When the staff have uncertainty, and particularly about job security, their uncertainty quickly translates to reduced engagement in the change efforts, less enthusiasm and energy, which ultimately slows down and can even cripple the transformation itself.
To be more effective with that leadership, the ‘change’ leader needs to address those WIIFM concerns and establish clear expectations for all stakeholders and their roles and how they impacted by the change in terms of:
- Impact – how their roles will change from what it is today, to what it will be in the future;
- Skills – how the programme (and Organisation) is going to assess the training required to get them to where they need to be in the future;
- Training – what training will be provided and what it will look like to bring their skills to fulfil their role(s) in the future; and
- Support – what support will be provided up to, during and post implementation – so they know where they need to go, and what they can go to the different sources of support for.
The last essential but underrated and misused change capability is teamwork.
In enterprise wide change or transformation programmes, it requires both business stakeholders and technology stakeholders to transform the business.
Unfortunately, in our technology dominated world, technology has overtaken the conversation and drowned out the voice of the business.
What projects are starting to do well though, is through the use of the Product (or Service) Owner, represent the Voice of the Customer (VoC) on the programme as the conduit between the programme (Core Team) and the Business (via the stakeholder map), as show in the example below:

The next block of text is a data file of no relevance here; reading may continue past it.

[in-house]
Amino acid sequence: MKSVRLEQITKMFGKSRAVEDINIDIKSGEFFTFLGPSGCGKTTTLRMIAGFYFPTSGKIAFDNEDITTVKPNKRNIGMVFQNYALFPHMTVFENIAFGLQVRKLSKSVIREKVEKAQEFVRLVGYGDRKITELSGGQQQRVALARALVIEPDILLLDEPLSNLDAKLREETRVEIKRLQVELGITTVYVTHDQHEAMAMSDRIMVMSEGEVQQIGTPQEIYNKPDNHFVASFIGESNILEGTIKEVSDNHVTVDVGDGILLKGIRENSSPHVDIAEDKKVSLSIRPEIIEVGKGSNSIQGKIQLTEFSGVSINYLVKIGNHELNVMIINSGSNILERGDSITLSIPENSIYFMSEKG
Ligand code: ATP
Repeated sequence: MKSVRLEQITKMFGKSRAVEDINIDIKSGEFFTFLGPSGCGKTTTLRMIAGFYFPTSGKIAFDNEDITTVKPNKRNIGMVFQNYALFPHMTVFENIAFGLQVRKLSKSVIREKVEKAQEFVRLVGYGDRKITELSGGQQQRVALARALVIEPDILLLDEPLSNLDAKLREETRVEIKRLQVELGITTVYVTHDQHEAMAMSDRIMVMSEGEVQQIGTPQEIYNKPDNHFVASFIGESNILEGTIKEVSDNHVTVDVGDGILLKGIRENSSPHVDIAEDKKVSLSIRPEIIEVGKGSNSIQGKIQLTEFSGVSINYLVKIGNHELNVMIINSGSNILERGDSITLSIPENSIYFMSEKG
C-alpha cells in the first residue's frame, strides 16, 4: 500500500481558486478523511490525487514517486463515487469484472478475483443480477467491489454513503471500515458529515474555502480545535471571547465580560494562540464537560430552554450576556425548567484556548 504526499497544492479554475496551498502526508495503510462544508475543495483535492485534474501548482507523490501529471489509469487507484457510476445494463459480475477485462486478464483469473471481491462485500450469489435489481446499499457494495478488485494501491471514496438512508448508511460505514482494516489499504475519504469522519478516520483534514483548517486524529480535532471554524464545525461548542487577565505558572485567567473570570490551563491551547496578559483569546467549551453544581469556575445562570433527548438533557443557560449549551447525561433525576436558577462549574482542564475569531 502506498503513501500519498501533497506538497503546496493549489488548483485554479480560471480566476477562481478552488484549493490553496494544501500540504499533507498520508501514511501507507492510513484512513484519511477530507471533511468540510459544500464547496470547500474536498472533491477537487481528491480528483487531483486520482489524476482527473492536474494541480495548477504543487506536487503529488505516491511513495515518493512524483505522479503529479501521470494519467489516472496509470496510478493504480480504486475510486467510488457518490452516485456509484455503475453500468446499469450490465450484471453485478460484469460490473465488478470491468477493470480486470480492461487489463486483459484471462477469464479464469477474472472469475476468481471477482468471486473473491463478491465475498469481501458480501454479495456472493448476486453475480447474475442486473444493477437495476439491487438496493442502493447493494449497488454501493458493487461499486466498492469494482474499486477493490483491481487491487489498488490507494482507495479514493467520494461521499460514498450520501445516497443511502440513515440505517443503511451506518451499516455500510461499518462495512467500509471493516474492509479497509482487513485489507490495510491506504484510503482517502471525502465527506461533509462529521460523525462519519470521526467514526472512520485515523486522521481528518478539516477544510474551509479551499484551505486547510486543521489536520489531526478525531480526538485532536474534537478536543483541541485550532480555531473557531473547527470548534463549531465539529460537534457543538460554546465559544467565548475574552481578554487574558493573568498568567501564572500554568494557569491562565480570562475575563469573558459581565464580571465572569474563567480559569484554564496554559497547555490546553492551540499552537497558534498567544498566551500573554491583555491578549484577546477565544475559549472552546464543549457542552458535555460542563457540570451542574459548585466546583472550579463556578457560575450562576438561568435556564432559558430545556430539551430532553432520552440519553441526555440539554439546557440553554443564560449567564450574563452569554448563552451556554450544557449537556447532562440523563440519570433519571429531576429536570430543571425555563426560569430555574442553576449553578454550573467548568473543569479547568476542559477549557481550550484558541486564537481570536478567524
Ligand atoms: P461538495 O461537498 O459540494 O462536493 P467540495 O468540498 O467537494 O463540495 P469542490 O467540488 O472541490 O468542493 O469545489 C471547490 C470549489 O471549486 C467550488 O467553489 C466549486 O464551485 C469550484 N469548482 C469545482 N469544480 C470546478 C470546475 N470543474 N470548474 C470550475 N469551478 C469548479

What is missing is that although the VoC is captured, it is not represented on programme decisions, and therefore lost in implementation.
In our experience being called into rescue failing business transformation programmes, the reason why the VoC is lost is because boards or design authorities that make these decisions are either technical or technology design authorities which don’t include business stakeholders who represent the VoC.
To address this, the simplest way is to look into the room of the programme board and design authorities, and if the VoC is not represented by a person or body in the room, you need to get one.
The following example shows where the VoC would be represented as part of the Business Design Authority (BDA), that takes and ratifies business design (and Business Architecture) requirements to the technology (and Technology Architecture) counterparts in the Technical Design Authority (TDA) as part of the overall Solution Design Authority (SDA), ensuring the VoC requirements are carried through to implementation.
Do you agree with our list? Join the discussion and let us know in the comments what you think…
Thank you for reading this!